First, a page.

Rebels Without A Pause
A look back at the dominating ’89-90 UNLV Runnin’ Rebels.
Augmon, who played high school ball in Pasadena, CA, jokes he may not have attended UNLV if he knew practices would be sweaty, disciplined workouts. But intense practices may have been UNLV’s brilliant secret. While its exterior sparkled with Vegas hype, the team’s interior was comprised of fierce loyalty, a Puritan work ethic and a coaching staff that knew how to extract the most production from each individual. That’s where assistant coach Tim Grgurich emerges as a vital figure in the team’s success. Without him, the Rebels lose their structure.
“Coach Grgurich held us all together,” says Hunt, who started in the backcourt with Anthony. “During timeouts, people would sit down and look at Coach Grgurich. Coach Tarkanian was more of the media guy. As far as keeping us out of trouble, it was Coach Grgurich.”
You want trouble? Walk 100 yards from the Vegas campus and you’ve entered the mecca of mischief. Gambling. Liquor. Drugs. Prostitution. All on one five-mile stretch of pavement. Average college dudes have enough problems avoiding vice in sleepy university towns. Try and imagine how a 20-something male—particularly a star athlete—avoids the Strip’s allure.
Says Hunt: “I only have one regret—it wasn’t a Chapel Hill or a Bloomington or an Ann Arbor. There was a lot of temptation. Las Vegas is not a college town. That’s what I really missed.”
If Grgurich was the one steering the Rebels clear of trouble off the court, he was also the one providing much of the leadership on it. According to Hunt, Grgurich (now a Trail Blazers assistant, he doesn’t speak to the media) was the hands-on micro-manager. Tarkanian was the macro-manager, concerning himself with the big picture.
“He was an X’s and O’s guy strictly on defense,” Johnson says of Tark. “On offense he let your natural talent take over.”
Tarkanian’s genius was in dealing with relationships. The guy is revered by his players, and it’s pretty much impossible to find an ex-player who badmouths Tark. The reason seems logical: He’s a father figure. He understands where these kids come from, what situations they faced before arriving in his locker room. From there, he gives them a lifetime supply of second chances. And love.
“He was more than just a coach on the floor. He was a guy you could talk to,” Johnson says. “Not only the number one [guy] but the two, three, four, five guys. Anybody on our team could go and talk to Coach Tarkanian. That was the unique thing about it.”
Tark also dispensed confidence. For instance, he took a timid Stacey Augmon and helped shape him into a force. Known as Plastic Man for his long, flexible frame, Augmon arrived at UNLV apprehensive.
“He’s really a personal guy, he’s a motivational guy,” Augmon says. “He makes you believe in yourself. He would say, ‘Stacey, you’re a scorer, you can do it.’ I didn’t believe it at first. But he cares a lot about us.”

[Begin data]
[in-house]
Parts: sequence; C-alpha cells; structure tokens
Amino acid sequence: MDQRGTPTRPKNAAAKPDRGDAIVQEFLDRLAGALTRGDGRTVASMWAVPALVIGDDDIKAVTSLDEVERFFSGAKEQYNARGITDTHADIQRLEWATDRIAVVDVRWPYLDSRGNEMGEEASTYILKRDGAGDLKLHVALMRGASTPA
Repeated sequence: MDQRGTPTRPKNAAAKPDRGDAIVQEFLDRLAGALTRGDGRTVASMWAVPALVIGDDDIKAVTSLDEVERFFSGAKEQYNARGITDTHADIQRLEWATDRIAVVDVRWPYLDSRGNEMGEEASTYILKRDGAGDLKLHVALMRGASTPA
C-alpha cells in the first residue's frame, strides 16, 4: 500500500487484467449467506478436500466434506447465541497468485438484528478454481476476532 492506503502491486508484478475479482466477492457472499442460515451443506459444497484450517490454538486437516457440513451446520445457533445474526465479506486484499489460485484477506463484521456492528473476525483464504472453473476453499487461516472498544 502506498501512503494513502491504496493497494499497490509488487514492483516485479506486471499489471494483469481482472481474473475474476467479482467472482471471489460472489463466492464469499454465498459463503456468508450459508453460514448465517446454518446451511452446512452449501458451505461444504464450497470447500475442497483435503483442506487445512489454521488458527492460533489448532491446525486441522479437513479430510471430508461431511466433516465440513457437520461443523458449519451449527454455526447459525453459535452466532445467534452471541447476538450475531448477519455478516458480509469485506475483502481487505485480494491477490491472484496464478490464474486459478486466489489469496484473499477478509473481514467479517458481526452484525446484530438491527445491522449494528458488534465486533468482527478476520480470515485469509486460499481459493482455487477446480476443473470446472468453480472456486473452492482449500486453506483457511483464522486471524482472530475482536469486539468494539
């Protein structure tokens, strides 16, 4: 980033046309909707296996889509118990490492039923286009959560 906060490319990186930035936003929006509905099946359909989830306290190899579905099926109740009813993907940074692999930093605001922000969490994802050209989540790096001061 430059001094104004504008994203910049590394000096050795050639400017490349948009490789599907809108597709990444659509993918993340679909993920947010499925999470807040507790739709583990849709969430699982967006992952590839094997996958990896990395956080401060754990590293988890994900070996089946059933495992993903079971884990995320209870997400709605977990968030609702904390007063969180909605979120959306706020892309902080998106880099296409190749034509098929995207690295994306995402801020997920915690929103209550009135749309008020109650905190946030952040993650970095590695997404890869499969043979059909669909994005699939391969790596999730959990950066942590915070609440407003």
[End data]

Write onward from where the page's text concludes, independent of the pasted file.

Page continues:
Tark also got his team to believe a championship was a realistic goal. “We thought we had as good a chance as anybody,” the coach says. Don’t let that ho-hum attitude fool you. Behind closed doors, he outlined a title route a year in advance.
Tark knew his team’s motivation to get to Denver started in Denver. In the spring of ’89, UNLV played P.J. Carlesimo’s Seton Hall Pirates at McNichols Arena in the Mile High City. The winner earned a trip to the Final Four in Seattle. Despite the presence of LJ, Augmon, Hunt and Anthony, the Rebs were beaten soundly. Tark told his players to use the loss for motivation. Hunt recalls leaving Denver with the attitude of: “We’ll be back in one year.”
Entering the fall of ’89, Tark was looking for the right combinations. He let Anthony, who went around telling people he was a young Republican, handle the ball and run his mouth from the tip-off until the final horn. And nobody talked more than Greg Anthony. “After he broke his jaw, he still led the team in technicals,” Hunt laughs. “That was after he got his jaw wired up.”
Meanwhile, LJ spoke more with his team-leading 20.6 points and 11.4 rebounds a game. Though still a starter for the Knicks, Johnson finds himself on the downslope of a long NBA career. Winning a pro ring may never happen. But one thing is certain. Larry Johnson has always kept himself in phenomenal shape—just like at UNLV.
“Before the season started, we were playing in a pickup game,” Hunt recalls. “Me and Larry were on different teams. I went up for a rebound, and I thought I had it, but he came right over me and bumped me out of the way. My shoulder hurt for two weeks after that. He was one of those guys where his body is like four percent body fat. It’s cut up. It’s like a Greek god.”
Assisting Johnson was the cagey Augmon, who averaged 14.2 points and 6.9 boards. In addition, an unheralded individual on the title team was David Butler, a 6-10 senior center who, last anyone heard, was playing ball in Cyprus. Butler’s 15.8 points and 7.4 boards were crucial. Meanwhile, Hunt became the Rebels’ second-leading scorer thanks to his speed on the break and silky three-point stroke.